Following on from the new lines to take on Sudanese asylum claims that I wrote about in July, the Home Office has now produced evidence in an effort to support the change in policy.
Officials have been arguing recently that while non-Arabs are likely to be at risk in the Darfur region, not all are at risk in the capital Khartoum and relocation may be possible depending on the particular facts of the case. The department has now published a Report of a fact-finding mission to Khartoum, Sudan.
The mission itself took place in the middle of August, after the change in policy. Read into that what you may.
The terms of reference were to examine the ethnic demography of Khartoum, the treatment and situation of those from Darfur — including internally displaced persons, freedom of movement and the treatment of those returning to Sudan.
The clear purpose of the report is to provide evidence to overcome previous County Guidance cases, an agenda that is evident from matters the witnesses were asked to consider:
Also ask sources to consider if there has been a change in state attitudes and treatment overtime, in particular since 2008/9 (when Country Guidance (CG) case of AA promulgated and 2015/2016 (when GC of MM promulgated, first FFM).
The executive summary says:
Darfuris do not generally face direct societal discrimination from other Sudanese or are treated differently from other groups, although tribes appear to generally favour their own group.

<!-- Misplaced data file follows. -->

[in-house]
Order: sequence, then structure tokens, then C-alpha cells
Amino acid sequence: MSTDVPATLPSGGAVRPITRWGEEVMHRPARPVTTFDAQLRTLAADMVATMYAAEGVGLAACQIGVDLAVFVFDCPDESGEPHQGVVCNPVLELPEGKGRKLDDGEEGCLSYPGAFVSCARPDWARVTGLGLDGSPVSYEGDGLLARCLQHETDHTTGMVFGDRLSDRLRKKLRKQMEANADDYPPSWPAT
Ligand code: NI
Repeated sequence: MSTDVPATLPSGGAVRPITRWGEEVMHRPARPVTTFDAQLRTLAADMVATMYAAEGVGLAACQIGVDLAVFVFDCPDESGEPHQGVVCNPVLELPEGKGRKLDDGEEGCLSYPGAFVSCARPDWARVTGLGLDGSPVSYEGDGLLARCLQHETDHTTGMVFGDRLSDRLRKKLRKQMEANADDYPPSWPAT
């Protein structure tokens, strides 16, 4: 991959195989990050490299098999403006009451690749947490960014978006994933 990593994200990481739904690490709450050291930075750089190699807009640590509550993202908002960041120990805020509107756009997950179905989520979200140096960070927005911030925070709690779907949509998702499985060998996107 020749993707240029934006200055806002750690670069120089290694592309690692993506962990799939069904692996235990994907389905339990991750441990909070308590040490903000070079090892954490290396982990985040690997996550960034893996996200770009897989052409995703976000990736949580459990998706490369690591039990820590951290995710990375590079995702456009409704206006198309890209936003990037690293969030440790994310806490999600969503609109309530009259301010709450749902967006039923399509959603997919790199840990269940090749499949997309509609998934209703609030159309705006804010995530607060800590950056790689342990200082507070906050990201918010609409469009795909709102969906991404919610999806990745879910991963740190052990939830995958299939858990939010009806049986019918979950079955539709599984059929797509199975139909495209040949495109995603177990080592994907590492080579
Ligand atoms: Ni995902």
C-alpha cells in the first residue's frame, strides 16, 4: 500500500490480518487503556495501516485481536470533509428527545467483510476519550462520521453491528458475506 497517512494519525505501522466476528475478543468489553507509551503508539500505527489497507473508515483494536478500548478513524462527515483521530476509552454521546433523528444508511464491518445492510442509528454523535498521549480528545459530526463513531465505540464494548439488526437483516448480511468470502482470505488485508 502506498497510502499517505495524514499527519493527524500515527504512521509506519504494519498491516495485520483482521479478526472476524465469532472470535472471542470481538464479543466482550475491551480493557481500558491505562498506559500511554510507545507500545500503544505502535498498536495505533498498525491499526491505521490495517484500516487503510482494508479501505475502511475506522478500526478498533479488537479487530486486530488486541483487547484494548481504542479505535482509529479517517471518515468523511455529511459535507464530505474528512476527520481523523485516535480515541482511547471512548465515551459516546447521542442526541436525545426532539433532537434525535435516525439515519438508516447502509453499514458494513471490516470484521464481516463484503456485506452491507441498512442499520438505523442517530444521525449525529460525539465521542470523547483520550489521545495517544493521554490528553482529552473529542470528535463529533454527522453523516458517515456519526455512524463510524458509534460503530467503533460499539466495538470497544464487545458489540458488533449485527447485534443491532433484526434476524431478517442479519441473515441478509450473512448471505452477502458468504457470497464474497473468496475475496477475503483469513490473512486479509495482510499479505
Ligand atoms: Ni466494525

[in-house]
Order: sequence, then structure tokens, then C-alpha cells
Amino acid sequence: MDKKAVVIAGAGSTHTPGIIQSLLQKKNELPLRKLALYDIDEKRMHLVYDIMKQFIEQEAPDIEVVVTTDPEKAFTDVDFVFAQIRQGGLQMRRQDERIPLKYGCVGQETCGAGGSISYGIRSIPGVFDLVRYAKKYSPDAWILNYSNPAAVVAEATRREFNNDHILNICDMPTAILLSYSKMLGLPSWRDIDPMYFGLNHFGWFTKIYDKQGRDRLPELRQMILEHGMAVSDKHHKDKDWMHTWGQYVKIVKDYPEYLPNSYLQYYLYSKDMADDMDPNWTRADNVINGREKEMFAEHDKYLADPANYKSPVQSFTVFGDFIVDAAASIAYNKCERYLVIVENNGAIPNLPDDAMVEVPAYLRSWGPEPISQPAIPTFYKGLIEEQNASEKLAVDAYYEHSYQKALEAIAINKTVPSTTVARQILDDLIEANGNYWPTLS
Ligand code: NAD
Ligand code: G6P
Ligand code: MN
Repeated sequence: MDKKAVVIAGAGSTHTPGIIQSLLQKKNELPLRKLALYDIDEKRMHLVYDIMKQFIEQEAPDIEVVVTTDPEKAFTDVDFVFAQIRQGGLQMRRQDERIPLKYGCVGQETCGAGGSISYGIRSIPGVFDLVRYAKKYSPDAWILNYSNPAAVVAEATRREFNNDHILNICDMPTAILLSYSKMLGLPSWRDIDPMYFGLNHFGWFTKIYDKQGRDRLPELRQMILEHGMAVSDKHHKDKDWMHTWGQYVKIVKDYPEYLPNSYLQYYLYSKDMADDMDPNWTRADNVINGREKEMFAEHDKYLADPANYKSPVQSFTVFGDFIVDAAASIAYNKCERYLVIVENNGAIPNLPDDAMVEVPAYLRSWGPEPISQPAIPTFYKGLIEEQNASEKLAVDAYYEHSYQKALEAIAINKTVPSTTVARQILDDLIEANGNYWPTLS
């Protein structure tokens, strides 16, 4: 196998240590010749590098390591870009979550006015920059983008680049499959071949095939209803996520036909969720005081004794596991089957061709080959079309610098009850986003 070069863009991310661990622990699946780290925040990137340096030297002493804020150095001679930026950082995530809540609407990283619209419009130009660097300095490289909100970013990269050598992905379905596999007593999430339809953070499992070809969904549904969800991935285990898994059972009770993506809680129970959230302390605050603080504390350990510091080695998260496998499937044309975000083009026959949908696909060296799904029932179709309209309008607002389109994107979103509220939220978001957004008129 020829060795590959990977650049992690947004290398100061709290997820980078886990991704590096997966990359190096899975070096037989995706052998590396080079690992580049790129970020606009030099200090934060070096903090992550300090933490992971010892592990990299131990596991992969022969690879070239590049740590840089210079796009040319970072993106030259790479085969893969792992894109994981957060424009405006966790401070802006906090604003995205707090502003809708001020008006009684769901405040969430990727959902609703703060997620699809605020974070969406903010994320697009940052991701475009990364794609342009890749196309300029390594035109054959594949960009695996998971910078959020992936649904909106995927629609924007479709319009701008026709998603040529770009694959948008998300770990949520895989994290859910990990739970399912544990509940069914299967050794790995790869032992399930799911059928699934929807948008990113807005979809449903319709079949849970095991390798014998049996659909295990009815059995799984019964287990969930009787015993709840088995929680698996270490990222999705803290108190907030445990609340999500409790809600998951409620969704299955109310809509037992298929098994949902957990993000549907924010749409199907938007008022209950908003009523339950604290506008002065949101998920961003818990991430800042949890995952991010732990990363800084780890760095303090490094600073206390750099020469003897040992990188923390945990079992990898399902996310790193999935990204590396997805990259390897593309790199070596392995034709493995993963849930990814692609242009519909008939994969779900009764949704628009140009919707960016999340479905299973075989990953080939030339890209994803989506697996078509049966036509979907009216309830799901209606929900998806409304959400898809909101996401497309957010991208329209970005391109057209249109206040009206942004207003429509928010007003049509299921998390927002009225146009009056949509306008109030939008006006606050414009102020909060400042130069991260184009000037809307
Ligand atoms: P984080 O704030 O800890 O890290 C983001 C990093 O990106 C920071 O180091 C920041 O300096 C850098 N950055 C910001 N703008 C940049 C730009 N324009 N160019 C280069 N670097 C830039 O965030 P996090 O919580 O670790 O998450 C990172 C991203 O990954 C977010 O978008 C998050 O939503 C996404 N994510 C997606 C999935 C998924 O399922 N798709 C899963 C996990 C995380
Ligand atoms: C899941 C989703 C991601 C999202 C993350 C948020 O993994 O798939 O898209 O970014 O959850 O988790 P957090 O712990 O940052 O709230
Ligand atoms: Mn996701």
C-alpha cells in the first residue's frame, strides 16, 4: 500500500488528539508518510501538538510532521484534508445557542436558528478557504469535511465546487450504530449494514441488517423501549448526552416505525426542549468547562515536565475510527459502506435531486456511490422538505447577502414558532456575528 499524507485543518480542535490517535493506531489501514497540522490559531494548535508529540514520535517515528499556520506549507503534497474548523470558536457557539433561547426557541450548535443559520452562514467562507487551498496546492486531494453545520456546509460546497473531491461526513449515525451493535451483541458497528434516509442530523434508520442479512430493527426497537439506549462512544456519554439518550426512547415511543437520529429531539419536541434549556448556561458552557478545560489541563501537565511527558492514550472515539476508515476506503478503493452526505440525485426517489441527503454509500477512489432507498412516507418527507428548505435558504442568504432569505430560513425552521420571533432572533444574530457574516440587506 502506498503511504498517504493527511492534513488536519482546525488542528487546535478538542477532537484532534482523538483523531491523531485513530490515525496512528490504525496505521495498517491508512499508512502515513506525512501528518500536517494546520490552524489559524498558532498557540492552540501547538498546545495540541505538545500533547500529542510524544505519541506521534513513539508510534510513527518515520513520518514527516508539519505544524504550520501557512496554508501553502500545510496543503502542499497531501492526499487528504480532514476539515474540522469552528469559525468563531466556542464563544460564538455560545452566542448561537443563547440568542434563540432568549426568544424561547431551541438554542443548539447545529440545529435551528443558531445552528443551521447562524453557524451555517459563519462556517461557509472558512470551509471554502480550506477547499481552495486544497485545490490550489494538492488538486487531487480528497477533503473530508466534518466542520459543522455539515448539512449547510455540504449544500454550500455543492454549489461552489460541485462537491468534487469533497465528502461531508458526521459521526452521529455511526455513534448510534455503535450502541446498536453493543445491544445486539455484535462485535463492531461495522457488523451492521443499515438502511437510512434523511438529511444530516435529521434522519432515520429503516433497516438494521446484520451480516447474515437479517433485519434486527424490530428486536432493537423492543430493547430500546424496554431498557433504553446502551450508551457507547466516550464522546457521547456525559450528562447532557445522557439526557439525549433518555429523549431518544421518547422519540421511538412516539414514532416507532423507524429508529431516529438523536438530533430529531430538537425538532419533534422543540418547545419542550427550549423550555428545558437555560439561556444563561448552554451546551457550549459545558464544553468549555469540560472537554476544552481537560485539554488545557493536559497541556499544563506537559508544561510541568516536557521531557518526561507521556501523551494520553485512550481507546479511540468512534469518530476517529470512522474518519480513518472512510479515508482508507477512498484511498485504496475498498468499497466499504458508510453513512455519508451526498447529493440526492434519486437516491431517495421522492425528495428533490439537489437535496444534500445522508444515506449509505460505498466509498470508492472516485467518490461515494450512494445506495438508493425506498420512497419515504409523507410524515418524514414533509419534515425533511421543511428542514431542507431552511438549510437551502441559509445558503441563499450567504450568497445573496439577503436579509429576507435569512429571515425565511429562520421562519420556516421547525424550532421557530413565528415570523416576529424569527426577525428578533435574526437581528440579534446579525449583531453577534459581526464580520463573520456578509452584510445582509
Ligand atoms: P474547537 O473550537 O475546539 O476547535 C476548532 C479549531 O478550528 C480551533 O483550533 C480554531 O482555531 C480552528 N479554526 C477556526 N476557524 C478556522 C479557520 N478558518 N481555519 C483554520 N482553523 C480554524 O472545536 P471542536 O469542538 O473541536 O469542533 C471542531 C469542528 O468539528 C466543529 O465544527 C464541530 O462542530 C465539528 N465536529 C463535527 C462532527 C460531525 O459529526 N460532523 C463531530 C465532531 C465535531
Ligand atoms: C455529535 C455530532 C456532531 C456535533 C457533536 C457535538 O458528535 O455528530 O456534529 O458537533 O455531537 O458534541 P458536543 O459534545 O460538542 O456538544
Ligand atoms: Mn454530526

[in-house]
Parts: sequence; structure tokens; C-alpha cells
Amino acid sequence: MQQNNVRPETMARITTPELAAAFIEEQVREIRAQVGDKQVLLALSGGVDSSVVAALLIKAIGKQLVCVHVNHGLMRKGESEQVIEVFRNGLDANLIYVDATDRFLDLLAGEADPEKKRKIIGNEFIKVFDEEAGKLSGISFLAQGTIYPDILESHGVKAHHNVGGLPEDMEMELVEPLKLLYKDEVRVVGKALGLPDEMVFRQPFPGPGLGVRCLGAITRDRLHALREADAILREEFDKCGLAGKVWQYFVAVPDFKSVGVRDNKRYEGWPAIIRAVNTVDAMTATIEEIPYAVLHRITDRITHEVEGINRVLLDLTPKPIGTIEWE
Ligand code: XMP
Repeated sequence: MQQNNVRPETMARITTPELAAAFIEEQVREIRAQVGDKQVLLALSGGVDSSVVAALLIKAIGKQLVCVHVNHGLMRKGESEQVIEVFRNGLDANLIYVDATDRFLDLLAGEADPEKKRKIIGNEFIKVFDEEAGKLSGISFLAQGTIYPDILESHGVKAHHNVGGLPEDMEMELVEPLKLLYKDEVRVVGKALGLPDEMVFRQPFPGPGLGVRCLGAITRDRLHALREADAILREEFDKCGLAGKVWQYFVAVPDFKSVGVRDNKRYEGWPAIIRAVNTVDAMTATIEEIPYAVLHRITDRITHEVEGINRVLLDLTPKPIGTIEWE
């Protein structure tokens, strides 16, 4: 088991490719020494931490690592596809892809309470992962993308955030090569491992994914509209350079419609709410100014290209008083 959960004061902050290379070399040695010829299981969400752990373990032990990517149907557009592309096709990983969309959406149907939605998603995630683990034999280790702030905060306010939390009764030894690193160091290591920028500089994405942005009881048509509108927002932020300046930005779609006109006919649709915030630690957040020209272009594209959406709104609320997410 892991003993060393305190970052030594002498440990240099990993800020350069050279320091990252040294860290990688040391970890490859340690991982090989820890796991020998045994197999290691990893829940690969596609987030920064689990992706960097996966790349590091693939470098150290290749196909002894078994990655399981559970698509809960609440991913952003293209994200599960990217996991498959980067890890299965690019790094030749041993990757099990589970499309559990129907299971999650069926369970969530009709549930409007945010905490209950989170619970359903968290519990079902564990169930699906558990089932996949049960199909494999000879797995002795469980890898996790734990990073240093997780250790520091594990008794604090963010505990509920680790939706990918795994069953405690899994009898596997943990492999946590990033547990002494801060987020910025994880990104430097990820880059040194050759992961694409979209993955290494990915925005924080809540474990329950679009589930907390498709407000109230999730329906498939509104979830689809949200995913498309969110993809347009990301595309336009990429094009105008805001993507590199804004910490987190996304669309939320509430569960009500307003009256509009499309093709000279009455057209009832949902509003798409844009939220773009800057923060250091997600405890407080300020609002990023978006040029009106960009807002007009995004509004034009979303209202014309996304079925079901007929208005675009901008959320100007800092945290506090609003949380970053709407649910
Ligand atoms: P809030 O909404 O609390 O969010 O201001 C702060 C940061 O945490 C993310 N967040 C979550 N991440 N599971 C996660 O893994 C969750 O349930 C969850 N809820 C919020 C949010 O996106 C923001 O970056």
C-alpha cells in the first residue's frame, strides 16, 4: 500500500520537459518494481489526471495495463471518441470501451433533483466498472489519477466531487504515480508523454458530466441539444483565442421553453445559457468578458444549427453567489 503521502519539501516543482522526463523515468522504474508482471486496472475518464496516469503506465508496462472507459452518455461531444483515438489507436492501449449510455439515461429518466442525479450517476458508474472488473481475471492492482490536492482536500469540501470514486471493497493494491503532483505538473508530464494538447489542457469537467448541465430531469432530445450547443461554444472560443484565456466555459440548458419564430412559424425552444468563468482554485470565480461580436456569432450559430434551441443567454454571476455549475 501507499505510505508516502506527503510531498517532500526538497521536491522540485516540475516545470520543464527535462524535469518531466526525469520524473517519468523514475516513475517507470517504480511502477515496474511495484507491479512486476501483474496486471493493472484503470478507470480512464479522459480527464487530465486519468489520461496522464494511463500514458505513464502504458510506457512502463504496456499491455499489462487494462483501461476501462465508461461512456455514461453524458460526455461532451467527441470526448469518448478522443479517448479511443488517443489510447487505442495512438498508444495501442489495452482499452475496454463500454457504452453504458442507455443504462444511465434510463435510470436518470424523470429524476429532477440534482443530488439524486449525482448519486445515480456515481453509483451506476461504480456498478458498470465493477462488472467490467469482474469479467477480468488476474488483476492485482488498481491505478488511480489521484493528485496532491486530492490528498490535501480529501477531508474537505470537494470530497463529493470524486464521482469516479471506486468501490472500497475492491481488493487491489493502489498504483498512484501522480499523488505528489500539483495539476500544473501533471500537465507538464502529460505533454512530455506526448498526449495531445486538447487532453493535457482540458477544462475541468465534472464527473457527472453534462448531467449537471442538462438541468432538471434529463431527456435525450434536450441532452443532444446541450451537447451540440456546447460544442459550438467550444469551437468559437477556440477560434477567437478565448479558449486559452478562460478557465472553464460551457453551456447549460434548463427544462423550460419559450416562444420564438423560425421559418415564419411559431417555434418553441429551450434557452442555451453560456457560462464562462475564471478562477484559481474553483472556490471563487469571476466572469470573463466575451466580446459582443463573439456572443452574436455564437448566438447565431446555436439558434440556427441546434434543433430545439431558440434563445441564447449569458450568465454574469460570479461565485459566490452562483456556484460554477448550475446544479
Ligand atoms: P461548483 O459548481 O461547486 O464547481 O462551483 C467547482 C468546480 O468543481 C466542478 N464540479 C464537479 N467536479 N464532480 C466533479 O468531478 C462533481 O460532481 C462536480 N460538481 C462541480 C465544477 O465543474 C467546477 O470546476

While arrests of individual Darfuris occur and larger numbers may be arrested during during demonstrations, there are not wide-scale arrests of Darfuris based on ethnicity alone as was the case in 2008 following the JEM attack on Omdurman. However, if arrested, Darfuris may face racial abuse and ill-treatment by the police and the National Intelligence and Security Service (NISS), and are likely to be treated worse than other Sudanese groups once in detention.
I’m sure that Presenting Officers will be referring to the report as evidence that non-Arab Darfuris are safe in Khartoum, but practitioners will want to examine what the witnesses say in detail.
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For example, the evidence suggests that there has been a population of non-Arab Darfuris in Khartoum before the problems in in Darfur started in 2004. It is sometimes not clear if the witnesses are talking about treatment of these, or those who are IDPs from the Darfur camps who are viewed as rebels and opposition by the government. What is clear is that Darfuri students, in particular those who are politically active, attract adverse attention from the authorities.
I haven’t yet seen any criticism of the report’s findings or methodology as we saw with the reports on Eritrea in 2015, but the report was only published a few days ago.
I would recommend anyone representing Sudanese individuals from Darfur to read the full report thoroughly and forensically examine the evidence that is presented. Ultimately though it will be the Upper Tribunal who will have the final say.